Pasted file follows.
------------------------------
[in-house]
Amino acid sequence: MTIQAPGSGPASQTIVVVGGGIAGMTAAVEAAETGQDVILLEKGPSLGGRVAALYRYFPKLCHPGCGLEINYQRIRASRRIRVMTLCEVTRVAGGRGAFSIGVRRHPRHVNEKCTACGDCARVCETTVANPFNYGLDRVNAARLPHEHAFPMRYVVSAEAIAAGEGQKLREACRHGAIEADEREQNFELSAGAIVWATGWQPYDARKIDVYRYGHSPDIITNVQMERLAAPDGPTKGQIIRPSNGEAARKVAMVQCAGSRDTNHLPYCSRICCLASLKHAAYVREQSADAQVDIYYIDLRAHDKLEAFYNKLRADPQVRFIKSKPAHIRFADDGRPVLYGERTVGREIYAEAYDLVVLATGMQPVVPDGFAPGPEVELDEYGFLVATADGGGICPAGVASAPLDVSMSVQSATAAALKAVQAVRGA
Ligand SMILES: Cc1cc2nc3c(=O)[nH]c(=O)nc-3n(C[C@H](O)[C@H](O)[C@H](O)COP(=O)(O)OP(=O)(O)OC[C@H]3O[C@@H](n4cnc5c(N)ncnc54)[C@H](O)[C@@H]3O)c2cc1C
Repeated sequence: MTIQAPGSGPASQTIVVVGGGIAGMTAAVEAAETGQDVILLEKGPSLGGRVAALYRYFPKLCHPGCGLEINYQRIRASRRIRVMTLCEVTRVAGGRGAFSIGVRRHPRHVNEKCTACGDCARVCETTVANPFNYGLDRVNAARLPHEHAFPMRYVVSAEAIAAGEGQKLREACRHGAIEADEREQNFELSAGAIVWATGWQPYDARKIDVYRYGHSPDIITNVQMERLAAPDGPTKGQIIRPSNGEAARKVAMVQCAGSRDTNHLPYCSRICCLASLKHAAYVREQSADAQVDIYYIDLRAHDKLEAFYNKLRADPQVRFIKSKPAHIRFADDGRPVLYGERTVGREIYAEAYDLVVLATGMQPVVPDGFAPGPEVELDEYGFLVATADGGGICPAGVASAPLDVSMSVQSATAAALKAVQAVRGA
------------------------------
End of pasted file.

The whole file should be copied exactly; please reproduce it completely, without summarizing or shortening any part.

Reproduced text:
[in-house]
Amino acid sequence: MTIQAPGSGPASQTIVVVGGGIAGMTAAVEAAETGQDVILLEKGPSLGGRVAALYRYFPKLCHPGCGLEINYQRIRASRRIRVMTLCEVTRVAGGRGAFSIGVRRHPRHVNEKCTACGDCARVCETTVANPFNYGLDRVNAARLPHEHAFPMRYVVSAEAIAAGEGQKLREACRHGAIEADEREQNFELSAGAIVWATGWQPYDARKIDVYRYGHSPDIITNVQMERLAAPDGPTKGQIIRPSNGEAARKVAMVQCAGSRDTNHLPYCSRICCLASLKHAAYVREQSADAQVDIYYIDLRAHDKLEAFYNKLRADPQVRFIKSKPAHIRFADDGRPVLYGERTVGREIYAEAYDLVVLATGMQPVVPDGFAPGPEVELDEYGFLVATADGGGICPAGVASAPLDVSMSVQSATAAALKAVQAVRGA
Ligand SMILES: Cc1cc2nc3c(=O)[nH]c(=O)nc-3n(C[C@H](O)[C@H](O)[C@H](O)COP(=O)(O)OP(=O)(O)OC[C@H]3O[C@@H](n4cnc5c(N)ncnc54)[C@H](O)[C@@H]3O)c2cc1C
Repeated sequence: MTIQAPGSGPASQTIVVVGGGIAGMTAAVEAAETGQDVILLEKGPSLGGRVAALYRYFPKLCHPGCGLEINYQRIRASRRIRVMTLCEVTRVAGGRGAFSIGVRRHPRHVNEKCTACGDCARVCETTVANPFNYGLDRVNAARLPHEHAFPMRYVVSAEAIAAGEGQKLREACRHGAIEADEREQNFELSAGAIVWATGWQPYDARKIDVYRYGHSPDIITNVQMERLAAPDGPTKGQIIRPSNGEAARKVAMVQCAGSRDTNHLPYCSRICCLASLKHAAYVREQSADAQVDIYYIDLRAHDKLEAFYNKLRADPQVRFIKSKPAHIRFADDGRPVLYGERTVGREIYAEAYDLVVLATGMQPVVPDGFAPGPEVELDEYGFLVATADGGGICPAGVASAPLDVSMSVQSATAAALKAVQAVRGA